It's important to remember that we all experience seasons of life, which change as we age and our responsibilities shift. There will be times in our lives, like before children or after our children are grown and out on there own, when we will have more time to devote to entertaining our friends, family, and strangers. A busy mom with young children is often overwhelmed by the thought of having visitors into her home frequently because she often sees it as being more work and preparation, which it is.
And God knows all of this. He wouldn't want us to sacrifice our family at the expense of being hospitable to others. That would be hypocrisy, wouldn't it? And it would no longer be Biblical.
So we should really start by showing hospitality to our immediate family - our husband and our children. If it ever comes to the point where we are putting others ahead of our family, we are setting ourselves up for a bitter husband and bitter children who view hospitality as a burden rather than a blessing.
So we must approach this with discernment and balance. Depending on what season of our life we are in will determine how often and in what ways we practice hospitality in our home. Since practicing hospitality is a command, not an option, it must be done.
As previously discussed, hospitality doesn't only take place in our homes, however, our homes are our most useful and easily accessible tool to use in showing hospitality to others. It is our domain, where we are real and most comfortable. We have control over the environment of our home to make it a peaceful haven for our guests. And we should be prepared and willing to use it as such. But never at the expense of our family.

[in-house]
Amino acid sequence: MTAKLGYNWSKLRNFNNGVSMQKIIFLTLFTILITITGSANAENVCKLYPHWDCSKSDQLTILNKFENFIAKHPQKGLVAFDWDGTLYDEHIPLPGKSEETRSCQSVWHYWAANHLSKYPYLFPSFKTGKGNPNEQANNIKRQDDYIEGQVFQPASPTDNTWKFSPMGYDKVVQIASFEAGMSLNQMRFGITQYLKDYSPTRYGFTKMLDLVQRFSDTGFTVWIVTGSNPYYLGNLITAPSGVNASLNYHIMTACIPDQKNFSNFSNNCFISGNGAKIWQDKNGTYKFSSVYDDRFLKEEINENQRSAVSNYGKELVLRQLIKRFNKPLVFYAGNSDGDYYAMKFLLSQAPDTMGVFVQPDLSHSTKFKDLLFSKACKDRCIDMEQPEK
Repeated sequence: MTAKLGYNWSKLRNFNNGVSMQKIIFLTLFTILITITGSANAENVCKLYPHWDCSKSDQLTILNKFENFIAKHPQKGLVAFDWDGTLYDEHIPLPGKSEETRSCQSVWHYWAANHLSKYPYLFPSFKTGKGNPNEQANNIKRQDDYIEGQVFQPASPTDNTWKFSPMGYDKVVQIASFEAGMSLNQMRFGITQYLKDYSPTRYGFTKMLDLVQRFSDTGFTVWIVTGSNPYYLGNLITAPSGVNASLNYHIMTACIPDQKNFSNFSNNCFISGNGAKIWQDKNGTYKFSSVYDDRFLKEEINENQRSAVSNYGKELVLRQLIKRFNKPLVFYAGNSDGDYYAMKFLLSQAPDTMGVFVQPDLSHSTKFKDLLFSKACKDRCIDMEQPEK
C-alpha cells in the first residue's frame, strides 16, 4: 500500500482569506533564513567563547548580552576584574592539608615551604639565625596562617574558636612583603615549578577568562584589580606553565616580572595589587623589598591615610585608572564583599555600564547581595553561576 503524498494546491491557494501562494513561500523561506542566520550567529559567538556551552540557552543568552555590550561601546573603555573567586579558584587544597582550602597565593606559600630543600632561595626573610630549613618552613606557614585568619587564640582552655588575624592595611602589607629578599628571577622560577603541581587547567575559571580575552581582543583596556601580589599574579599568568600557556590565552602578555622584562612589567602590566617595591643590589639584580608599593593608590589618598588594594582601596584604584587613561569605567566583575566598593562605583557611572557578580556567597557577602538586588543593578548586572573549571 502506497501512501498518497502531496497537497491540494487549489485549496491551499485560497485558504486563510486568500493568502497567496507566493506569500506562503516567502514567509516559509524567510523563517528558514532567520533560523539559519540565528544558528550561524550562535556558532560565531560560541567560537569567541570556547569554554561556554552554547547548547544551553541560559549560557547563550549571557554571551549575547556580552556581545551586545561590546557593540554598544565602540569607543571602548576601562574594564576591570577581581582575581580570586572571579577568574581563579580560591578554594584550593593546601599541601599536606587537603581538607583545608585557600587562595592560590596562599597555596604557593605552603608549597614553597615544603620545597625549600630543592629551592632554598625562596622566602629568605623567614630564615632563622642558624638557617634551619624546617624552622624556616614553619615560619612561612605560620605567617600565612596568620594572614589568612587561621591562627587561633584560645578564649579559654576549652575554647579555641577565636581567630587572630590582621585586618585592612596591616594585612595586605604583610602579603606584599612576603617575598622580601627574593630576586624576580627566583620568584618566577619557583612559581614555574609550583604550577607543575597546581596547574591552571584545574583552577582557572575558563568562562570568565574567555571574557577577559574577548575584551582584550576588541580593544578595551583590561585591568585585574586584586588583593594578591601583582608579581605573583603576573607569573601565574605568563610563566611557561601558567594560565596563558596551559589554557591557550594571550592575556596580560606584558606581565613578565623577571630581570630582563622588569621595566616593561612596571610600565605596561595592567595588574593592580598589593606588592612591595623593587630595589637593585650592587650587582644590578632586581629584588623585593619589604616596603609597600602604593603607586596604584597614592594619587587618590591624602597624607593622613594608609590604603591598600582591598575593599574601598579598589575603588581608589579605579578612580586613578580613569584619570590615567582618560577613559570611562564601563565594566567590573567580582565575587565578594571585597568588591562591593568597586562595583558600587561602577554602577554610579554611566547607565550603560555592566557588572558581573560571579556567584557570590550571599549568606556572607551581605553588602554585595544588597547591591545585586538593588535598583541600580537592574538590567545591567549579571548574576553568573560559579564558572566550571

Why is it that I can find it so much easier to show hospitality and kindness to friends, extended family, and even strangers than I can my own husband and children? Why save the special things for entertaining times rather than everyday moments? What is this saying to our family if we only serve the best or act the best when we have guests?
We must put our family first or our practice of hospitality to extend God's love to others will be in vain. If we neglect our children or our spouse for the sake of having guests in frequently, then we are harming our family unit. The family unit needs time of peace and respite to come together again and rebond.
So we must wisely put boundaries up around our family. It's good for others to know that we have an "open door", but it's also good for them to know that sometimes it's shut and locked in order for the family unit to recuperate and strengthen. We cannot serve as a unit if the unit is distant, weak, and exhausted. The unit needs time to refocus and regroup.
So what are some ways we can practice hospitality with our immediate family, our spouses and children?
Here are some ideas...